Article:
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Business Lessons from ‘The Wrecking Crew’ Documentary

From training to incentives and public acknowledgement, are you giving thanks to your Wrecking Crew—the unsung heroes behind this industry?

George Tucker

“Obscurity is the realm of error.” — Attributed to Luc De Clapiers.

The Wrecking Crew is a documentary about an elite collection of musicians. These Troubadours were studio musicians who helped add to the sound of rock n’ roll from the mid 1950’s to the present day.

Despite their incredible influence, their names and body of work were known only by a small set of music industry insiders. Their names do not appear on any albums nor do they have a hallowed space in the Rock n’ Roll Hall of Fame.

During the the time from the mid 1960’s to early 1980’s, bands would often write records while in studios. This creative time would also include weeks of no actual recording, an expensive process which became a bean counter’s nightmare. 

Studio time is not cheap. The space and access to technology provided a catalyst to creating song structure and album concepts. It also often left little time and budget for the actual recordings. Bands are not always known for a sense of urgency, but albums had to meet deadlines. Enter the Wrecking Crew. 

Working with label project managers and producers, these nose-to-the-grindstone musicians would work to fill out the remaining parts. It is said that the crew could bang out tracks for a song in one third of the time of the band they played for.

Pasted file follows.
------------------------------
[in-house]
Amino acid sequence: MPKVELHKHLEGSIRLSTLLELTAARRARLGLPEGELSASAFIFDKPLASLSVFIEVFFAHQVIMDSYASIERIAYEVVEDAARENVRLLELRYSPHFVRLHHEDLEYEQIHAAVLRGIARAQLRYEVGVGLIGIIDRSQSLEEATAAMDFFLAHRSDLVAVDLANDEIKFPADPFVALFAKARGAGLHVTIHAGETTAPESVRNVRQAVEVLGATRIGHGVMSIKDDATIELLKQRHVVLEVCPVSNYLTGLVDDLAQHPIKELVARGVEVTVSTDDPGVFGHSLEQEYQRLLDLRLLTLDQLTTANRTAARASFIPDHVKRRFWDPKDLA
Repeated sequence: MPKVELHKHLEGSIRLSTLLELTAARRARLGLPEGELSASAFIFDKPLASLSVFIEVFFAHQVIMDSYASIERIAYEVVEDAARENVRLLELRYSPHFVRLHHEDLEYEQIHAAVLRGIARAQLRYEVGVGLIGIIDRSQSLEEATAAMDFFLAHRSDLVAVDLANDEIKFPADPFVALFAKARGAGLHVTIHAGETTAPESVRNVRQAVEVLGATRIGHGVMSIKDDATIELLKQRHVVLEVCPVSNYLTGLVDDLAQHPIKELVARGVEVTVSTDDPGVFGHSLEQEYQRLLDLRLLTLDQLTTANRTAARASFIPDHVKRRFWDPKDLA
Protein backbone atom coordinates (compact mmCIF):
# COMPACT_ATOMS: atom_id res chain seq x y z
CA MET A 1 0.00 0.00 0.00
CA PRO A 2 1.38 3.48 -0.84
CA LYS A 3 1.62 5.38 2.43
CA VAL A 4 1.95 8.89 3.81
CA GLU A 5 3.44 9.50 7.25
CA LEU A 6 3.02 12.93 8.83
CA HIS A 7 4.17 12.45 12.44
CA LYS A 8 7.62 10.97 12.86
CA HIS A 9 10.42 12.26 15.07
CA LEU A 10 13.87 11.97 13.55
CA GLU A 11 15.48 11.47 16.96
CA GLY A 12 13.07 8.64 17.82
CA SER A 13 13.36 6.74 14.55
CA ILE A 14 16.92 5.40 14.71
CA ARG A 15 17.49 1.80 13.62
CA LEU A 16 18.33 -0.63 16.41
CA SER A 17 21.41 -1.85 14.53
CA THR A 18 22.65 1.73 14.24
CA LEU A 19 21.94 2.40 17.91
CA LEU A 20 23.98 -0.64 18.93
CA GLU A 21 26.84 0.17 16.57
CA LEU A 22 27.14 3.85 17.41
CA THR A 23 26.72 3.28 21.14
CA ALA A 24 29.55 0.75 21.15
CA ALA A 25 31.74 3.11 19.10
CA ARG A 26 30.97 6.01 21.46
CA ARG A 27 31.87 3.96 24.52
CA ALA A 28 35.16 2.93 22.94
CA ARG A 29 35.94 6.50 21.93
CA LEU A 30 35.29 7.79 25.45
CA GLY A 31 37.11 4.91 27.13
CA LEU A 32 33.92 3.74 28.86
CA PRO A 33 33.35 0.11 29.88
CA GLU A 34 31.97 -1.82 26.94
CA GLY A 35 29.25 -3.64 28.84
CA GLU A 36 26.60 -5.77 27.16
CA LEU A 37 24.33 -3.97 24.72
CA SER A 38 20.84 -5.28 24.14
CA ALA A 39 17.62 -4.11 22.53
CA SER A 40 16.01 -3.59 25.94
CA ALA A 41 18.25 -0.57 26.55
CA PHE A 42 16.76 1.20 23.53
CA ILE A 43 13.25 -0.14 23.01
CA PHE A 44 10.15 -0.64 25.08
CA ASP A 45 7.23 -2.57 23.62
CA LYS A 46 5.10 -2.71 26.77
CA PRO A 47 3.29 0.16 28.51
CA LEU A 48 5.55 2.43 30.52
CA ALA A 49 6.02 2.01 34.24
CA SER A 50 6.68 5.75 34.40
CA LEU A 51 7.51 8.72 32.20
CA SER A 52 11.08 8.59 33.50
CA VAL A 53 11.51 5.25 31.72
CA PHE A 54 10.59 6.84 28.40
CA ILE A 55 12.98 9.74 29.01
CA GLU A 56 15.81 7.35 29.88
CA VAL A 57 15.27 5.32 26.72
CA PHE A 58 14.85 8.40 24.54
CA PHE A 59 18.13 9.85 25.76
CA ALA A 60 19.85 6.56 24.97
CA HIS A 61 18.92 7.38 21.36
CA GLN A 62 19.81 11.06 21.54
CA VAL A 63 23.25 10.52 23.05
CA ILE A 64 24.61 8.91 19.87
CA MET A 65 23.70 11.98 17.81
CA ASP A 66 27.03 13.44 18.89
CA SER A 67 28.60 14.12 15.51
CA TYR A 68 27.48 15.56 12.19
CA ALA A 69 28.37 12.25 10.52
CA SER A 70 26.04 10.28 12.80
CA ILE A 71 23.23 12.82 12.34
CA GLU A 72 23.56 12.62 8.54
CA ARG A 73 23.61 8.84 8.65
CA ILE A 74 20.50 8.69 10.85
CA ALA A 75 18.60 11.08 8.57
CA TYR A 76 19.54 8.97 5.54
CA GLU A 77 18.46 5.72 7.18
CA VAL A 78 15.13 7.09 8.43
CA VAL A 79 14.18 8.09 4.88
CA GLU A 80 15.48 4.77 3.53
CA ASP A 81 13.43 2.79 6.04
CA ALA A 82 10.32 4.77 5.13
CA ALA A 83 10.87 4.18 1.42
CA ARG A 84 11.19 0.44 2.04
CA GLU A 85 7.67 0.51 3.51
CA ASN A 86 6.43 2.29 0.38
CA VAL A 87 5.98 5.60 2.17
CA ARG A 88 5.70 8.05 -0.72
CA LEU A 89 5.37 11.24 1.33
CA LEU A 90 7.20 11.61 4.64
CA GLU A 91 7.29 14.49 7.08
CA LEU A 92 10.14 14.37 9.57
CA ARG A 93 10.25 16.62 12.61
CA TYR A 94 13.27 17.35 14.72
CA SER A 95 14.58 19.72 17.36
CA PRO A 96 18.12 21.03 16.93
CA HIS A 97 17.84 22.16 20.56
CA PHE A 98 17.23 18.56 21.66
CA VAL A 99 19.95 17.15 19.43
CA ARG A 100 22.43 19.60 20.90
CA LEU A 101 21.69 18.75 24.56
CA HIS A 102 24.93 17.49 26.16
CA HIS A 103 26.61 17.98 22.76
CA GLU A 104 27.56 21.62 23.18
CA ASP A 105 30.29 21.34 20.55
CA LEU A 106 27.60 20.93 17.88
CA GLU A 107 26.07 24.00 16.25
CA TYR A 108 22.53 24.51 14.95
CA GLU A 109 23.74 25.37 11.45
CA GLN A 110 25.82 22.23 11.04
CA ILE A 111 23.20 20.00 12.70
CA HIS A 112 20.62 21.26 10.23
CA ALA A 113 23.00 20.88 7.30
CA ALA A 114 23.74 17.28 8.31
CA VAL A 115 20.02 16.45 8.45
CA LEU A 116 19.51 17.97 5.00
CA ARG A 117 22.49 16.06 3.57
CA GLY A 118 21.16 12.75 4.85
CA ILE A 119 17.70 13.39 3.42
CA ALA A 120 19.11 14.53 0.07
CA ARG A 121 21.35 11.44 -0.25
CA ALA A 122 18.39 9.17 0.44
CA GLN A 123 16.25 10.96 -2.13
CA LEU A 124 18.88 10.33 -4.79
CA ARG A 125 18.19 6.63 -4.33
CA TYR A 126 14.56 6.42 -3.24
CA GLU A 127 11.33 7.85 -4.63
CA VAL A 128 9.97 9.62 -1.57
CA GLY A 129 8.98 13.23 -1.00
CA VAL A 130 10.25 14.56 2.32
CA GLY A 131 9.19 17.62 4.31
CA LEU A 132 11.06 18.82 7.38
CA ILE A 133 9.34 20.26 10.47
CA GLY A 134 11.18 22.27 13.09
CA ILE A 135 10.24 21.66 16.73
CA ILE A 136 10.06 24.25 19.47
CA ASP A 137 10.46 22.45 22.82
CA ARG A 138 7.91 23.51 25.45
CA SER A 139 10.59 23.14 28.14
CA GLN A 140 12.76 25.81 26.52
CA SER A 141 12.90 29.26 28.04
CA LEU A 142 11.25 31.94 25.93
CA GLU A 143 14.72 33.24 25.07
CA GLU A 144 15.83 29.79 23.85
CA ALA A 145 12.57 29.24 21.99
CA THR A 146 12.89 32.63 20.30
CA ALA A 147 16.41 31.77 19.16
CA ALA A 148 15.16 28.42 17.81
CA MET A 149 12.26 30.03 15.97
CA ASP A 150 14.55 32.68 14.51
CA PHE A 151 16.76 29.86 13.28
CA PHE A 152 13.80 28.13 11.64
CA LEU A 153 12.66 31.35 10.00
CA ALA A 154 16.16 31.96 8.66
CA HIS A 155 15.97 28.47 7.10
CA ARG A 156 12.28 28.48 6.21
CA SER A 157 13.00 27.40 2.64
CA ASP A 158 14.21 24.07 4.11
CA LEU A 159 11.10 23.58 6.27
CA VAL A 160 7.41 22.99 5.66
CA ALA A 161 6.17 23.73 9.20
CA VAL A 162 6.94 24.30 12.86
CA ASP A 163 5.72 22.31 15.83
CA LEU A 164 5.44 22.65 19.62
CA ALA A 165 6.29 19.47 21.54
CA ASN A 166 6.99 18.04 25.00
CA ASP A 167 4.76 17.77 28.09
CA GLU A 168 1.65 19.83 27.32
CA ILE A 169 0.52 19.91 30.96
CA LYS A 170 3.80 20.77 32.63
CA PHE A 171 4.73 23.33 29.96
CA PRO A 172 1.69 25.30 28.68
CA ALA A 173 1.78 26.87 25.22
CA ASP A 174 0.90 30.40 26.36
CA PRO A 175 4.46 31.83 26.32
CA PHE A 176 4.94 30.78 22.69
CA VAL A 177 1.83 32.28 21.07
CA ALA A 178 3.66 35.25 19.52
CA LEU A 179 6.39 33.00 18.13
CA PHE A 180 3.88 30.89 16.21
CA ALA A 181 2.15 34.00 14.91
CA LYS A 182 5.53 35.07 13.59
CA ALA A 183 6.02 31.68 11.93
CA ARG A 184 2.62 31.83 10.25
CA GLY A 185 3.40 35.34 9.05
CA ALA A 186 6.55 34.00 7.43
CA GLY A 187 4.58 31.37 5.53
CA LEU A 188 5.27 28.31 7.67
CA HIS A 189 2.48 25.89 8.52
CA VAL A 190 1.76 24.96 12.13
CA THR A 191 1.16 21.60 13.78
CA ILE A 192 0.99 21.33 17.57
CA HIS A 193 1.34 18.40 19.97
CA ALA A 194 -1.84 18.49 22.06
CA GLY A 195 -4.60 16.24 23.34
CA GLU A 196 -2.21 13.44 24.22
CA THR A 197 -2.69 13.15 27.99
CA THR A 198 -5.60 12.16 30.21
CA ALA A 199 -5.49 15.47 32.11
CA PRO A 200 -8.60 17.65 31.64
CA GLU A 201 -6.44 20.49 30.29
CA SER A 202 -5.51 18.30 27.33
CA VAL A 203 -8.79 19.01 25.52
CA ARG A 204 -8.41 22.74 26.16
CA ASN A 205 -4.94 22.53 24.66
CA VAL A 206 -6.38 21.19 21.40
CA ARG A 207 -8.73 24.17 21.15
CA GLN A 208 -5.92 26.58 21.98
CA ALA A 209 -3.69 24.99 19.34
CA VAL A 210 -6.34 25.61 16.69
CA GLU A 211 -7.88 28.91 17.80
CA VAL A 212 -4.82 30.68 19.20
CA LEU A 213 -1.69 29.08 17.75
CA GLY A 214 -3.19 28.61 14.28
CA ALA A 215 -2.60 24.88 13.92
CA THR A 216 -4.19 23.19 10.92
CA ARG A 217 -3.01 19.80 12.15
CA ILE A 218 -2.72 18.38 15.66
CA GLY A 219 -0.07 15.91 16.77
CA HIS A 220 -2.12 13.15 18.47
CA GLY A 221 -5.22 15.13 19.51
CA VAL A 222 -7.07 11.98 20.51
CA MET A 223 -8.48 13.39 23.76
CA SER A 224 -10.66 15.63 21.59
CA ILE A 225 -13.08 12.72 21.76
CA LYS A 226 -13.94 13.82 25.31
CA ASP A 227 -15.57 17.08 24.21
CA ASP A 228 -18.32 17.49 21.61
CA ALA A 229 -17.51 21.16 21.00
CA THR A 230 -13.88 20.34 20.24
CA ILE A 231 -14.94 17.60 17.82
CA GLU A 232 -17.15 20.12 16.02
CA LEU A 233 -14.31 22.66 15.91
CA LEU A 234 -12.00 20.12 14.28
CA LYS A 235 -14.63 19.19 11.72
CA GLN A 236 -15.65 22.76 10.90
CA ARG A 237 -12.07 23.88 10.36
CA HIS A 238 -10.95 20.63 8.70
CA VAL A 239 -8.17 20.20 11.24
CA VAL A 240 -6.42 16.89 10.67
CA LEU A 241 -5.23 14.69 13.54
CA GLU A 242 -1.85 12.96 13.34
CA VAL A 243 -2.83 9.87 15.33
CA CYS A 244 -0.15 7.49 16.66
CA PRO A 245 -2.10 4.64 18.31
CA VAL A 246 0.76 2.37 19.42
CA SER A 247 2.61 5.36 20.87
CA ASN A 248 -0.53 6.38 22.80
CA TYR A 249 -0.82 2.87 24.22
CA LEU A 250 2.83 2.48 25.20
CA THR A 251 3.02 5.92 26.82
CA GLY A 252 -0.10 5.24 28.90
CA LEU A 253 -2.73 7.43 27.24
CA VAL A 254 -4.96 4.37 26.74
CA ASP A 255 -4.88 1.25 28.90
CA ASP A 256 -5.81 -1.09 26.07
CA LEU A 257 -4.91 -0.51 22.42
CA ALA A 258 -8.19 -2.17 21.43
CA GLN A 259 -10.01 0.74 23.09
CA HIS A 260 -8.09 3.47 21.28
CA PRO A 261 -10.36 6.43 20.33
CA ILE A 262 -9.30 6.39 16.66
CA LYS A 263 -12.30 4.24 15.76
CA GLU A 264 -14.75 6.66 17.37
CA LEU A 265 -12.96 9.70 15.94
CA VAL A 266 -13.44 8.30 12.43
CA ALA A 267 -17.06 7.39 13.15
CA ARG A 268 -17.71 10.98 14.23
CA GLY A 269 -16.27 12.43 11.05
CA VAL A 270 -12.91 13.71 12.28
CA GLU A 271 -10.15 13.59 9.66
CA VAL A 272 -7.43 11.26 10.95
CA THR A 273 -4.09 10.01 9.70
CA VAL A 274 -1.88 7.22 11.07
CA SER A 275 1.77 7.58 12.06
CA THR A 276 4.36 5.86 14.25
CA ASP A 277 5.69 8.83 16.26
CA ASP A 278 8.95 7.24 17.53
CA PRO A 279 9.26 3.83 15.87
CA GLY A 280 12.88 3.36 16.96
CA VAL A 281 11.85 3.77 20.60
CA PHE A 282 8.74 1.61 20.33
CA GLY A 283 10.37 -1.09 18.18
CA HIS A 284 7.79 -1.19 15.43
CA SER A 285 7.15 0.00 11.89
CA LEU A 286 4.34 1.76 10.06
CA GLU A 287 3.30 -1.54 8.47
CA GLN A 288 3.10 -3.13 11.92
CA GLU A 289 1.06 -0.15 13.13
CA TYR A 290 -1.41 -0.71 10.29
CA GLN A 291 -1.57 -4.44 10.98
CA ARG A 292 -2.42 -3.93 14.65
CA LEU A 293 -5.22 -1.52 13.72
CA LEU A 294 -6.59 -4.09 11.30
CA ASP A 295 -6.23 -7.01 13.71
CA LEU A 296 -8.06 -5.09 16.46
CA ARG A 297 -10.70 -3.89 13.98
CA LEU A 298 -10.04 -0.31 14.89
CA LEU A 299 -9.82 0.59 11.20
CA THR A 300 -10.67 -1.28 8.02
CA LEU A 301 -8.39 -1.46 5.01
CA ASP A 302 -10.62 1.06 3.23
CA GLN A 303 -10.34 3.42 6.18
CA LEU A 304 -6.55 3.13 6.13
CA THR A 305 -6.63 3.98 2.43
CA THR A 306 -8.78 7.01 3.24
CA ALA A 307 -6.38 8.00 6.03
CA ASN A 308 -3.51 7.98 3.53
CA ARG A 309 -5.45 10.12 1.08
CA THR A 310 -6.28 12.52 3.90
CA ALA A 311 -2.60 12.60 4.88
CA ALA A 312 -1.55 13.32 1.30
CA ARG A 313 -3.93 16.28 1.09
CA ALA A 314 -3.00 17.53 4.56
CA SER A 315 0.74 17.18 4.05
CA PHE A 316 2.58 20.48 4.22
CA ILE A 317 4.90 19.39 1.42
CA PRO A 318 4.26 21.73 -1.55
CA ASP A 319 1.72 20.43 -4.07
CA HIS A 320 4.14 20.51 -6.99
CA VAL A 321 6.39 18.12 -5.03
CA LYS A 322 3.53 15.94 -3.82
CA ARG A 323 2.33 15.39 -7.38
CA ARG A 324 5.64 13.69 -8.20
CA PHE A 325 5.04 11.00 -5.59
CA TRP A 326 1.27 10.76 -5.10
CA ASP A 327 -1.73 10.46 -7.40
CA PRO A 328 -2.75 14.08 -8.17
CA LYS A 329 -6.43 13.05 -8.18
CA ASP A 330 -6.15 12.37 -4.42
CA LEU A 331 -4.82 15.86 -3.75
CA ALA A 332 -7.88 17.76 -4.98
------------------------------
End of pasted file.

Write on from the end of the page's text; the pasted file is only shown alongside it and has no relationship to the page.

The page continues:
Related: The One Thing You’re Missing at Every Tradeshow

Without the talents and work ethic of the Wrecking Crew members, many seminal albums would never have been completed or achieved recognition. A good number of ‘touchstone’ songs and whole albums were, in part, achieved because of this deus ex machina.

A few members of the working group broke out to become famous in their own right; Glenn Campbell is one notable. Those who did not continued at their craft, making great music in the studio and the occasional live gigs.

Our clients in the integration world often associate a project with the face of a company’s frontman, the project manager. But the PM’s presentations and processes have a backing band behind it all.

Unless you are a one man band, there is always a dedicated crew behind every successful install. Let’s be honest, in the studio a single person can create magic, but live performances leave a lot to be desired beyond the novelty of it.

Given the tightrope nature of the integration business, we would be lost without these individuals.

Are we, as an industry and as companies, giving these folks their due adulations? From training to incentives and public acknowledgement, are you giving thanks to your Wrecking Crews?

Where would your business be without the people who make the music happen?

Next: Novelty’s Limitations: A Eulogy For Older Technologies

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